Breaking the Silence: Domestic Violence is More Than Physical Abuse

By Emily Garrett

On average in the U.S., nearly 20 people are physically abused by an intimate partner per day, equating to more than 10 million people per year. This epidemic is pervasive on global, national, and local scales, and occurs within a variety of relationship types (marriage, friendship, family, etc.).

Domestic violence (DV) is an intentional means of trying to assert power and control over another person, which is not isolated to physical abuse. DV can take on many forms including verbal abuse, nonverbal abuse (psychological abuse, mental abuse, or emotional abuse), sexual abuse, stalking (online and in person), economic abuse, or spiritual abuse. Since abusive behaviors and acts of violence are not isolated occurrences, it’s important to understand these different forms of violence because they often intersect with one another. Domestic violence is experienced differently within every relationship, and often looks different for those with marginalized identities. LBGTQIA+, immigrant, and religious communities are only some of the groups that will experience domestic violence through a unique perspective, and it is important to be aware of these intersections or else critical stories and experiences are excluded from the conversation around domestic violence.

Here are some important definitions to know for Domestic Violence Awareness Month:

Physical abuse is the use of physical force and violence against another person, which often either injures that person or puts them at risk of being injured. Physical assault is a crime and includes pushing, throwing, kicking, grabbing, hitting, beating, choking, restraining, and other forms of violent physical interaction.

While there are countless forms of emotional, mental and psychological abuse, some indicators of power-based violence include: issuing threats, using intimidation to force compliance, destroying personal property or possessions, instilling fear of further violence, yelling or screaming, name-calling, harassing, embarrassing or mocking (in public or in private), or being possessive of the other person. The nature of verbal or nonverbal abuse can cause someone to feel that they have no way of leaving the relationship, creating an unhealthy and unsafe environment. This can cause residual effects on future relationships for survivors as well as potentially lead to self-harm. Additionally, it has been proven that being on the receiving end of verbal and nonverbal domestic violence results in higher levels of depression and suicidal behavior.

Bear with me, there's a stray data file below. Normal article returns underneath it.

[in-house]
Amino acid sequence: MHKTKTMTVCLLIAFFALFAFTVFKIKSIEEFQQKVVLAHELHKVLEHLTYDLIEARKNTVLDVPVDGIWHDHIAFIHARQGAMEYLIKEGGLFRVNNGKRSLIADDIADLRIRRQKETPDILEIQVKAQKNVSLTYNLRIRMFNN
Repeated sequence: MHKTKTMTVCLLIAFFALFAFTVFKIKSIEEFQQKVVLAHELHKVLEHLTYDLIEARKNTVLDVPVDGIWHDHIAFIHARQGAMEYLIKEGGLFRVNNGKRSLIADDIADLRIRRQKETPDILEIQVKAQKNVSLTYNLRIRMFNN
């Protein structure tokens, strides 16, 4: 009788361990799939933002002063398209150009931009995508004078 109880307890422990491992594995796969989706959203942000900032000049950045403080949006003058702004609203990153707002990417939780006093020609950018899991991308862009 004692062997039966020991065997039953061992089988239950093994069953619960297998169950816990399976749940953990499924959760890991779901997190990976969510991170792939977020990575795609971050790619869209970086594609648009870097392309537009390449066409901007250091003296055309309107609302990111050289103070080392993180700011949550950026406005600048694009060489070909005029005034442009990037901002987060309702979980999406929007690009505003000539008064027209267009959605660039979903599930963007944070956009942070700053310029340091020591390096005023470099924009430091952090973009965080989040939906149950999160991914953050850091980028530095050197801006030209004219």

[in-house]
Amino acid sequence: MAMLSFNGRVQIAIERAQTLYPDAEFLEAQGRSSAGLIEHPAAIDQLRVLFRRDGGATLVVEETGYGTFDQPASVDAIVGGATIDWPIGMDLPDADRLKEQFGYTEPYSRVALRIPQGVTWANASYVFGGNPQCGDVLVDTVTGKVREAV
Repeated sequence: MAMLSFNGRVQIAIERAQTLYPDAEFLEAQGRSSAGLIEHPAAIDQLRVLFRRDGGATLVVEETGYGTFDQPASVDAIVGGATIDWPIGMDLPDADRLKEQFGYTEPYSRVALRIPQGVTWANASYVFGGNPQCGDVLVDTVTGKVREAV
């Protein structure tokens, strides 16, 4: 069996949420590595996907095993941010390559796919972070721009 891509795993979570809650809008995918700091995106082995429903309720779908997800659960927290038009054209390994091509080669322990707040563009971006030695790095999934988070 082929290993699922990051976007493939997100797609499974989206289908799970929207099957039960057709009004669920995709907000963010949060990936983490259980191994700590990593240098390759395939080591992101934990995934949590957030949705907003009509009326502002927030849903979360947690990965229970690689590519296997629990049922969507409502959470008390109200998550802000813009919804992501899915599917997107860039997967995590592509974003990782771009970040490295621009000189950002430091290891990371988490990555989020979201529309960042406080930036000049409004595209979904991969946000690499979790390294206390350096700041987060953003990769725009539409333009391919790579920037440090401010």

Financial abuse is another type of domestic violence used to intimidate or control someone. Abusers will access their partner’s bank accounts, steal or break their valuables, or take part of their partner’s income without permission. Alternatively, abusers will attempt to make their partner feel financially dependent by withholding funds, limiting their economic and financial freedom. Financial abuse can also manifest as identity theft or destruction of credit, putting a person’s financial independence is at risk and forcing them into a significant amount of debt as a result of their abuser’s actions.

Sexual abuse, exploitation or harassment is a broad category including sexual assault, which is the act of forcing someone to participating in unwanted, unsafe, or degrading sexual activity without their consent. However, sexual abuse extends beyond assault and also includes sexual harassment and exploitation. Harassment and exploitation include, but are not limited to, actions such as forcing someone to look at pornography or participate in filming their own sexual activities.

Stalking is a series of repeated behaviors by someone else that make a person feel uneasy, afraid, or in danger. This can present itself in the form of someone continually contacting, following, sending things to, or threatening someone, often after the abuser has been told to stop. Stalking can occur before, during, or after a relationship has ended. In cases of stalking after a relationship, an abuser could be trying to get the relationship back or attempting to punish the other person.

Because stalking can occur over the phone, in person, or online, an abuser can relegate someone to a constant state of fear and unrest because of the lack of knowledge about where their stalker is. For example, sharing locations over a phone app or online can result in an invasion of privacy and cause someone to feel like they are constantly being watched by their abuser, even if they originally shared their location willingly. In cases like this, where an abuser utilizes the internet, email, social media, and/or other forms of technology to stalk another person, the actions are referred to as cyberstalking. Other examples of cyberstalking include, but are not limited to, obtaining someone’s online passwords, hacking into their social media accounts, and harassing them or people associated with them through direct messages online.

For more information and resources related to domestic violence, check out the National Coalition Against Domestic Violence’s comprehensive list of national resources.

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